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News and General Information
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October 2011 — New and updated data have been uploaded to E-fauna BC, the Electronic Atlas of the Wildlife of British Columbia. Records are now available for terrestrial gastropods.
Wanted: leaf litter samples from anywhere in Canada
While the minute land molluscs that dwell in leaf litter are a major component of the terrestrial mollusc fauna of Canada, they have historically been neglected in many parts of Canada. Their small size has usually meant that they have been overlooked by all but the most dedicated naturalists and malacologists. Many gaps in our knowledge of these animals is the direct result of insufficient collections from almost all regions of the country. I am looking for donations of leaf litter samples (each 1–2 L in volume), or drift samples containing terrestrial species from anywhere in Canada. More information here.
Need a mollusc identified?
Do you require identifications made of land snails or slugs? I can do these from specimens, or often from photographs. Please contact me for more information. I frequently help photographers, naturalists and others identify slugs and snails in their photos — just ask! Contact me here.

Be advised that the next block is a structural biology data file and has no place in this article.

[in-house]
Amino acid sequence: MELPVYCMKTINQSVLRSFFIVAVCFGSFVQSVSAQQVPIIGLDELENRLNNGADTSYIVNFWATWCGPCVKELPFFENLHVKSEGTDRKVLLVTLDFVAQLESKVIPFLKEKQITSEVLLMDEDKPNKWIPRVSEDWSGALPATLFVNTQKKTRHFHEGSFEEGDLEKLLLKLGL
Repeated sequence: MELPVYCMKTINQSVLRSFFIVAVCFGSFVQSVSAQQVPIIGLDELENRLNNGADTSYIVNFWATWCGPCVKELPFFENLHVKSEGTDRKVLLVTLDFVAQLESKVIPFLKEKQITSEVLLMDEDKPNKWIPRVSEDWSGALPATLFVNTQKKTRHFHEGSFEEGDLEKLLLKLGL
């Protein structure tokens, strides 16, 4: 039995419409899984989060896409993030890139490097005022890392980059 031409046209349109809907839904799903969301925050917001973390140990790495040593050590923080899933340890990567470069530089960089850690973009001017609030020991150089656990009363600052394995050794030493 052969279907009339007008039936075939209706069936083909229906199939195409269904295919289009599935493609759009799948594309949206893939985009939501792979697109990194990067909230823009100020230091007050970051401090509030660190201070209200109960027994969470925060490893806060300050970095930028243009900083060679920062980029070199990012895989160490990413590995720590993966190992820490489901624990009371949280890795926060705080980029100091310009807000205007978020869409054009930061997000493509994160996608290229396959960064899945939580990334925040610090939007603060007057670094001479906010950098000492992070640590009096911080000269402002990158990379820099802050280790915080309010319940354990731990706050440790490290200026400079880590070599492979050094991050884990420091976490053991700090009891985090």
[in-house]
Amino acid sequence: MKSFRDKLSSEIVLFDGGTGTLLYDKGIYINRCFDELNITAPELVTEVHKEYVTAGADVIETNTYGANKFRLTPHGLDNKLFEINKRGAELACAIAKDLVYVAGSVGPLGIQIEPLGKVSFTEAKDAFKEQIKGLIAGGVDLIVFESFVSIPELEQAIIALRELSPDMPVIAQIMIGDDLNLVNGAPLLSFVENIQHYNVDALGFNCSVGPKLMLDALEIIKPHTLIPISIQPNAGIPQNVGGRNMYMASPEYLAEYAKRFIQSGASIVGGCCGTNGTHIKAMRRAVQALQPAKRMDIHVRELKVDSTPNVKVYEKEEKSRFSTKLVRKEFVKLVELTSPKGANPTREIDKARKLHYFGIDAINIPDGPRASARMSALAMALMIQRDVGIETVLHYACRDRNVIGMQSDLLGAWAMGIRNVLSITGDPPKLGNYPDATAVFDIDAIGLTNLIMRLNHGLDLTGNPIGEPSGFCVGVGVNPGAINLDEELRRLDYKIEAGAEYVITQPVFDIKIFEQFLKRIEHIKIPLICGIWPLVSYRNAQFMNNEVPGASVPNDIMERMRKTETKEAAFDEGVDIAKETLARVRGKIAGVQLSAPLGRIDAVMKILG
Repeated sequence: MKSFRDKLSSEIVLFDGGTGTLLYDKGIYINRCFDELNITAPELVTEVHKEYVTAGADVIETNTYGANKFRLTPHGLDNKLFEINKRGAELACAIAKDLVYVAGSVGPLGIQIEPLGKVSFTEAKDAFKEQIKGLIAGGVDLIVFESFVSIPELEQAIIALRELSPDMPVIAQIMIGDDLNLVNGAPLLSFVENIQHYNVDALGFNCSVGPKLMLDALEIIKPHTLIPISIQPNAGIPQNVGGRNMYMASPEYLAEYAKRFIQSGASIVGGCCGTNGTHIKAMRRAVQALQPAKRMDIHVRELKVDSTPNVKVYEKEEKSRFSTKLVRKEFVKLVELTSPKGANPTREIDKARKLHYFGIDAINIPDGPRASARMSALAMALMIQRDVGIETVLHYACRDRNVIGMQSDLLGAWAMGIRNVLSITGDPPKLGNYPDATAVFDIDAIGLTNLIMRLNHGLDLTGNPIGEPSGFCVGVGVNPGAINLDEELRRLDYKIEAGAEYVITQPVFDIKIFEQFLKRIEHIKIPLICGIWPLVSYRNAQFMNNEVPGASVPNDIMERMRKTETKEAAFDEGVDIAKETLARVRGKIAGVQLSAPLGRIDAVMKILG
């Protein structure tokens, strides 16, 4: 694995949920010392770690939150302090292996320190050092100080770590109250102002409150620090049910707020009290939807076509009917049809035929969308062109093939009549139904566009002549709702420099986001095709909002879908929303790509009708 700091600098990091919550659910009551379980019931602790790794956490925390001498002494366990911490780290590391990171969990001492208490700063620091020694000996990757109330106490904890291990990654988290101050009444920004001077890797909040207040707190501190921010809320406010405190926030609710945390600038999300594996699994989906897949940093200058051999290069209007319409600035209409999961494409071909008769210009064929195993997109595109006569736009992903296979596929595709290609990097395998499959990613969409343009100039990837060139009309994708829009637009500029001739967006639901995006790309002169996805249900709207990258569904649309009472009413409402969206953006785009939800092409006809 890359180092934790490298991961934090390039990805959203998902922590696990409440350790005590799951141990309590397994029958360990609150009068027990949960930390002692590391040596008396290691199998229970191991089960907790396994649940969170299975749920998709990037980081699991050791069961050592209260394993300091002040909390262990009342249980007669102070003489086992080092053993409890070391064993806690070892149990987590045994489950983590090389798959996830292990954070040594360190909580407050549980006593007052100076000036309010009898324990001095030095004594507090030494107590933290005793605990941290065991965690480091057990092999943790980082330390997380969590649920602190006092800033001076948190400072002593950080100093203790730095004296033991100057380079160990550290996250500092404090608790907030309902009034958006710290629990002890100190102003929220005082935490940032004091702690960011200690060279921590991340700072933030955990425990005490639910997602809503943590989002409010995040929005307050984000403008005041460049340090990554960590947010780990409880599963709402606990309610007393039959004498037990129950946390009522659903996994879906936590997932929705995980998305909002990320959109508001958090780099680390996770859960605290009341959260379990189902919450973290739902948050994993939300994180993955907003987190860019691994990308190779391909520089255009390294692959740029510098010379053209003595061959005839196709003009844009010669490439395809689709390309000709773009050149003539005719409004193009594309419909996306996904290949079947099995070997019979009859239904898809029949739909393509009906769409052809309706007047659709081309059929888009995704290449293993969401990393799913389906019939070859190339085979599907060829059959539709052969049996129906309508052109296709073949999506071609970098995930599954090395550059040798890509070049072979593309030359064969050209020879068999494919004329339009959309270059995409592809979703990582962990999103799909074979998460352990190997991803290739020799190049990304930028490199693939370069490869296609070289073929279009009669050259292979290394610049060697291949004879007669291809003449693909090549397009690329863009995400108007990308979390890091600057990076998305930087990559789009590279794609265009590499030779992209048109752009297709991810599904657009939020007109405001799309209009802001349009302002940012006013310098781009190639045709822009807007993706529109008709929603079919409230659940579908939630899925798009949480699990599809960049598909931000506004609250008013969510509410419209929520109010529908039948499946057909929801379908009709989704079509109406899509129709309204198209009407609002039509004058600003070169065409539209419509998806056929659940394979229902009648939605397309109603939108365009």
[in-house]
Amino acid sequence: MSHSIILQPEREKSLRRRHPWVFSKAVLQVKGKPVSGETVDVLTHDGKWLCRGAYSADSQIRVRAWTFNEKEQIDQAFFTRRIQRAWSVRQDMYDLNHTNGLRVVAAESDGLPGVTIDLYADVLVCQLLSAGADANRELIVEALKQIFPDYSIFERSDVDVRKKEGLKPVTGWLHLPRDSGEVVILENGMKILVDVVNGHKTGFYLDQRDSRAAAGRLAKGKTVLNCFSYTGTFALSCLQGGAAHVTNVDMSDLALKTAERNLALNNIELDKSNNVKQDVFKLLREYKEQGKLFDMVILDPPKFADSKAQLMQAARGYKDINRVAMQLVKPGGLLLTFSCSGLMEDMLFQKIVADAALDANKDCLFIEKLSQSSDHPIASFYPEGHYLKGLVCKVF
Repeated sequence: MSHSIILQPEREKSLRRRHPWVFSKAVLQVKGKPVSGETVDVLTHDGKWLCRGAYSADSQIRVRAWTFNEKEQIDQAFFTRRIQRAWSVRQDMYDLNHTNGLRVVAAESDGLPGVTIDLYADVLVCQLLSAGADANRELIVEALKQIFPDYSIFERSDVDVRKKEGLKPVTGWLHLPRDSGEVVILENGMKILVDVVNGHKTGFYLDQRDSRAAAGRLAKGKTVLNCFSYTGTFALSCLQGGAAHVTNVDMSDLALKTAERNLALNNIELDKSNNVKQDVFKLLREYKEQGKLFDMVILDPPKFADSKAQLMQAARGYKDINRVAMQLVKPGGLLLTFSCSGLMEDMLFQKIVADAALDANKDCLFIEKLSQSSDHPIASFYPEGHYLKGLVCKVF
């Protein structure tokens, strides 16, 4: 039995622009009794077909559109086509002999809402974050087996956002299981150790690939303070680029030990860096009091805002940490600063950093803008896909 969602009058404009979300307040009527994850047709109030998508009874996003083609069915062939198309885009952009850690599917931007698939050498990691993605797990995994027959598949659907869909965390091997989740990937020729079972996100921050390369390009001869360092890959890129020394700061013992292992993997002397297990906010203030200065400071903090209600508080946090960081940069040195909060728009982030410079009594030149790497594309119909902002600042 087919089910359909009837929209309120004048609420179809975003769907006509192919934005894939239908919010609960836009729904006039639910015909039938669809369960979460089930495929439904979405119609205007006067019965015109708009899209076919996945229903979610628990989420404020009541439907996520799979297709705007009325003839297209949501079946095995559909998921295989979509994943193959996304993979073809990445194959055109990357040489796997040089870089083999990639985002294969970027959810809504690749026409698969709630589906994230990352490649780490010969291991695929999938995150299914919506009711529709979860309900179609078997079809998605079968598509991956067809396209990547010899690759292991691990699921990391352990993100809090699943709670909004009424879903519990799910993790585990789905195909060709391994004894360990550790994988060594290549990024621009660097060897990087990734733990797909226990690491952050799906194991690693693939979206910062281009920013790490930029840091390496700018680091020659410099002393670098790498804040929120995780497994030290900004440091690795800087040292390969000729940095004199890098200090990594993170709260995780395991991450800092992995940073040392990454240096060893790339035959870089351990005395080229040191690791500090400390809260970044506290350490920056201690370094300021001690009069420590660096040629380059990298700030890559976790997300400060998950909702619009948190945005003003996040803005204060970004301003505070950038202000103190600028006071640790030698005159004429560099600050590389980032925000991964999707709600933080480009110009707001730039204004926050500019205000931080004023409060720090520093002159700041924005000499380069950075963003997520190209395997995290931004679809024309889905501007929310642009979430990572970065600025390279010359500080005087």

Two species of Zonitoides, Zonitoides nitidus (Müller, 1774) and Z. arboreus (Say, 1817) occur in Canada (and BC). Sometimes, material in collections are confused because shells are often difficult to identify with certainty. Zonitoides nitidus grows to a slightly larger size, has a somewhat higher spire, and lacks the exceedingly fine and very weak spiral striae of Zonitoides arboreus. However, a better way to distinguish species is by the body pigmentation. Zonitoides nitidus (as its name suggests) has an entirely blackish body; that of Z. arboreus is lighter along the sides of the foot. There is also a spot, not present in the other species, that is sometimes described as “dull orange” and can be seen through the shell a little ways back from the aperture, especially in retracted animals. Take a look a the snail in the upper left of this photograph and you might make out this orangish spot.